Barry Sanders is arguably the greatest running back to ever play in the NFL.
He’s one of eight players to have rushed for at least 2,000 yards in a season. He’s one of 10 players to have won the Heisman Trophy in college at Oklahoma State and have a bronze bust in the Pro Football Hall of Fame in Canton, Ohio. He’s third on the NFL’s all-time rushing list with 15,269 yards.
Sanders was the perfect blend of quickness, speed, power and elusiveness. He left trails of would-be tacklers lying stunned on the turf. On a famous Nike TV commercial featuring Dennis Hopper, he was described as a “cannonball loose inside a pinball machine.”
As a player, Sanders generally eschewed the spotlight. He was not particularly interested in statistical milestones or setting individual records. His focus was on winning a Super Bowl championship for the Lions and the city of Detroit.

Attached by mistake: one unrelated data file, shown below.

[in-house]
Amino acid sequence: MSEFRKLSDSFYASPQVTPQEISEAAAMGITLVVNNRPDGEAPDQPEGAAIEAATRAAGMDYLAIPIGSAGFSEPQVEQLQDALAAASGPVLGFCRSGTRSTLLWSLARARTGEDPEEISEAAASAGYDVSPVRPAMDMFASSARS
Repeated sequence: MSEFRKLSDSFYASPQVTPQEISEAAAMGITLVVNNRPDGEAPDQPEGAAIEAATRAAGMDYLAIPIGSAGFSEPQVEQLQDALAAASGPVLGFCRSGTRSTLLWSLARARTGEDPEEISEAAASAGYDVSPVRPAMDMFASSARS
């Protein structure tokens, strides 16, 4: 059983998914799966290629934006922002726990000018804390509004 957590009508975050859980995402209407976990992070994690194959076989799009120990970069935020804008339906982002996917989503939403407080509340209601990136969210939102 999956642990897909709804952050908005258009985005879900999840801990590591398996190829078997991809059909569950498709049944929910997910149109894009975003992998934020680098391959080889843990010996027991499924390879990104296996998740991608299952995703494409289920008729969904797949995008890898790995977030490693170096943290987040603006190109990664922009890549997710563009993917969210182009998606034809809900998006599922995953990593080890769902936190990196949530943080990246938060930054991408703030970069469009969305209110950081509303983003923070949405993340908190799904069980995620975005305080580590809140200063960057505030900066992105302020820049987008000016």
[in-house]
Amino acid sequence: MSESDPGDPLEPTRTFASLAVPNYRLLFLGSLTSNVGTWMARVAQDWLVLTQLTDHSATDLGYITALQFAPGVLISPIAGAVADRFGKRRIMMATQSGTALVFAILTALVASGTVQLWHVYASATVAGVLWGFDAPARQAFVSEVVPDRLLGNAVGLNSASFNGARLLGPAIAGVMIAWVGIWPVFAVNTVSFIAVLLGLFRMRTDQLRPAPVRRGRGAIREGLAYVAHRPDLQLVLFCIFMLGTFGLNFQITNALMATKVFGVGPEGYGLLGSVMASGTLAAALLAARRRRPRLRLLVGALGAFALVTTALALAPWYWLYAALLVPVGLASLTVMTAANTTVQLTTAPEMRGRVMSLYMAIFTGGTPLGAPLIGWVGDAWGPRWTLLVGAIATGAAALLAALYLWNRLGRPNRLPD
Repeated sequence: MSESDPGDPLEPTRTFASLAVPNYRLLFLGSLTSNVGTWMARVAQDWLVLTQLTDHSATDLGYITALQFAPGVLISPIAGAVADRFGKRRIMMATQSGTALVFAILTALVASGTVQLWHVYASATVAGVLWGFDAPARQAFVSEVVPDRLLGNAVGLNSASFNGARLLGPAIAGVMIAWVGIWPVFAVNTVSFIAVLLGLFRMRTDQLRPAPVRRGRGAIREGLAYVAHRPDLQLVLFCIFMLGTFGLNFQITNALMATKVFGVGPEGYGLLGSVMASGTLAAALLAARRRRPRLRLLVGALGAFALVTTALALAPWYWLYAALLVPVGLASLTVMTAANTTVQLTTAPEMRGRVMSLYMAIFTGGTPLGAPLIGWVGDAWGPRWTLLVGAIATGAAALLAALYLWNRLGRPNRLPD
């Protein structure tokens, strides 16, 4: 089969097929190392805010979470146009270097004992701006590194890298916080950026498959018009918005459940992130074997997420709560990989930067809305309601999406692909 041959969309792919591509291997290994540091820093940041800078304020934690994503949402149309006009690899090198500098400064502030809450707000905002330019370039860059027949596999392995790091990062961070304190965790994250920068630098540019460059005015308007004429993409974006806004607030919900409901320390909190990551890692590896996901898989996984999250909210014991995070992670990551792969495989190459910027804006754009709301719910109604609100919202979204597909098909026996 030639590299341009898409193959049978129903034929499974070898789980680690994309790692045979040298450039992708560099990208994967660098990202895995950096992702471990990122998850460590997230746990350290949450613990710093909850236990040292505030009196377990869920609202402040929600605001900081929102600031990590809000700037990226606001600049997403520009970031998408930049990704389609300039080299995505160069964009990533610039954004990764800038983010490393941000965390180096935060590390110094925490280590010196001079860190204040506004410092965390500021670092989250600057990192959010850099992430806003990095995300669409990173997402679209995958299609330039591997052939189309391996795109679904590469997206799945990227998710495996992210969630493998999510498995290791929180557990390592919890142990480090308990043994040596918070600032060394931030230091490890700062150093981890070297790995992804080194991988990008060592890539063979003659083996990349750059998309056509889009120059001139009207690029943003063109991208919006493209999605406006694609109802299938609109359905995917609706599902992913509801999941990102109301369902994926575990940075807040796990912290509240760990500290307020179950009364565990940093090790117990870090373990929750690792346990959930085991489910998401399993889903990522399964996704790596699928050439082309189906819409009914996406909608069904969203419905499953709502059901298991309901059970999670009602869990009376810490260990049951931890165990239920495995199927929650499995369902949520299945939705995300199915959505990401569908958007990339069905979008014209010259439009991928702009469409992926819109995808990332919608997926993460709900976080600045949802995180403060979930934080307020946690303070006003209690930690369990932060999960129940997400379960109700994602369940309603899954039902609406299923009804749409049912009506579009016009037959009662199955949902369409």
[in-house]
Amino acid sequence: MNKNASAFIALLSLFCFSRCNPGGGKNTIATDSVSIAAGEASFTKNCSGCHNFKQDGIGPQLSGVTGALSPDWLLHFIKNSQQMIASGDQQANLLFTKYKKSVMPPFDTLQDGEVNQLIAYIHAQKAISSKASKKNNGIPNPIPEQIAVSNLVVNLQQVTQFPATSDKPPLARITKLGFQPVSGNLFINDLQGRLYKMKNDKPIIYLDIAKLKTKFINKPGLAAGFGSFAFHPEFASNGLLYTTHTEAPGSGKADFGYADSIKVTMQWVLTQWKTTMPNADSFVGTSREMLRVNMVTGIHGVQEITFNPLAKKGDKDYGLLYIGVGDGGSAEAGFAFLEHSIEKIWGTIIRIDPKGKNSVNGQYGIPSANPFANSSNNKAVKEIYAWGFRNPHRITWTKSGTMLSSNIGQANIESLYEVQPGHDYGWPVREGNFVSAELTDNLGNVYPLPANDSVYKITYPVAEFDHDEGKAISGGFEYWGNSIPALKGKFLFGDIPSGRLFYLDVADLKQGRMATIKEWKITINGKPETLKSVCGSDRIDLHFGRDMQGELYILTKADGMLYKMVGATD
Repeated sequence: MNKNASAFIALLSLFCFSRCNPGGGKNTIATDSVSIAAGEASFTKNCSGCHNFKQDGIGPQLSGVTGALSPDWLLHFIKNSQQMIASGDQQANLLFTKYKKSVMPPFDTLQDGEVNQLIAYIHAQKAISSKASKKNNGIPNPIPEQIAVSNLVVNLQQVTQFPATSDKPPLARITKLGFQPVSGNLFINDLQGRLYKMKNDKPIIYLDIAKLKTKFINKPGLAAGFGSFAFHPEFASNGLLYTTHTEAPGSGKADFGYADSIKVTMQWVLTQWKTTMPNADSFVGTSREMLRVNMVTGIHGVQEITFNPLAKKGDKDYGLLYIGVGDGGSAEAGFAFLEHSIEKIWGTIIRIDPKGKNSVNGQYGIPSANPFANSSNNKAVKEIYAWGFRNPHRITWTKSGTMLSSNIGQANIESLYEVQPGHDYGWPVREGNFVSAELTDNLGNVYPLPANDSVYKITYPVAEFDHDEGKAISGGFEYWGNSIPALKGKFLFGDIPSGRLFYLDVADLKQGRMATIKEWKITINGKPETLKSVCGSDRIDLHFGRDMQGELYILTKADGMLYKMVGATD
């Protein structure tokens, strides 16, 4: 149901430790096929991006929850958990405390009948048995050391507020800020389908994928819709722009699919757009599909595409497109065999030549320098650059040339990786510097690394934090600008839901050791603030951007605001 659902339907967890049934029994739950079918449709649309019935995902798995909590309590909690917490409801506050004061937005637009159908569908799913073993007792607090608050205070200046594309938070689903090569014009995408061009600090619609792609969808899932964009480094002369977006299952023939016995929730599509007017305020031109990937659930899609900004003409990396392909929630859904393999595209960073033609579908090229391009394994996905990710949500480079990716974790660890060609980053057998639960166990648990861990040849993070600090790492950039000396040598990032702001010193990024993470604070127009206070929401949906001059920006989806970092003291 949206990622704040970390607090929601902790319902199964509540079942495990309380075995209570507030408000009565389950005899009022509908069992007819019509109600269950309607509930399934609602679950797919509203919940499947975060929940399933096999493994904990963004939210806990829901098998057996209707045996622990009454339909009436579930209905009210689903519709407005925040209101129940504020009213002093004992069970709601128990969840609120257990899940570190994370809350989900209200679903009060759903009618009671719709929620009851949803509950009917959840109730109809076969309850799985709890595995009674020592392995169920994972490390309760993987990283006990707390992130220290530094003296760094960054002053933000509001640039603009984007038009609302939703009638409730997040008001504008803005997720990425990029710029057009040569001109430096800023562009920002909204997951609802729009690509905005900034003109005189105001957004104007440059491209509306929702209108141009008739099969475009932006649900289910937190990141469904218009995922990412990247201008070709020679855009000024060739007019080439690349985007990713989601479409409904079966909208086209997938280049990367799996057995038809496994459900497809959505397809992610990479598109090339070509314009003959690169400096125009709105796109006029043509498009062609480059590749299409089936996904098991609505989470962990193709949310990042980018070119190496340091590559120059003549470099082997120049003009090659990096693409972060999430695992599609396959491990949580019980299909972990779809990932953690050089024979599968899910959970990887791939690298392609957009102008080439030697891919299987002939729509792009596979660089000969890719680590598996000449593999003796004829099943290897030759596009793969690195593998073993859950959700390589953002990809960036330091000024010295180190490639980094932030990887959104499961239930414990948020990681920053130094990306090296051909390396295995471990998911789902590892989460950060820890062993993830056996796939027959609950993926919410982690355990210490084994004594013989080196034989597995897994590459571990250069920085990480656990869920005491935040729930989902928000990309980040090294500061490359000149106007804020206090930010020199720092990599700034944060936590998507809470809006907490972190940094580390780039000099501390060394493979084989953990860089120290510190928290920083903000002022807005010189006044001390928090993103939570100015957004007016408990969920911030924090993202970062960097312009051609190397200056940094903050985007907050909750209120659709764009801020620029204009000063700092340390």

In Sanders’ third season, the Lions reached the 1991 NFC Championship Game, but were convincingly beaten by the eventual champion Washington Redskins. Sanders figured the Lions would be back in this position to play for a Super Bowl berth in the years to come.
But season after season, as the Lions continued to let talented players slip away, Sanders realized the ultimate goal was no longer in sight.
Right before training camp in July 1999, he faxed — yes, faxed — a letter to his hometown newspaper, The Wichita Eagle, announcing that he was retiring from football. He then caught a flight to London, where he hoped for some anonymity and an escape from the fans and media’s reaction to his abrupt decision.
Why did Sanders retire at age 31 after only 10 seasons, still healthy and in his prime as a player, with Walter Payton’s all-time rushing record well within reach?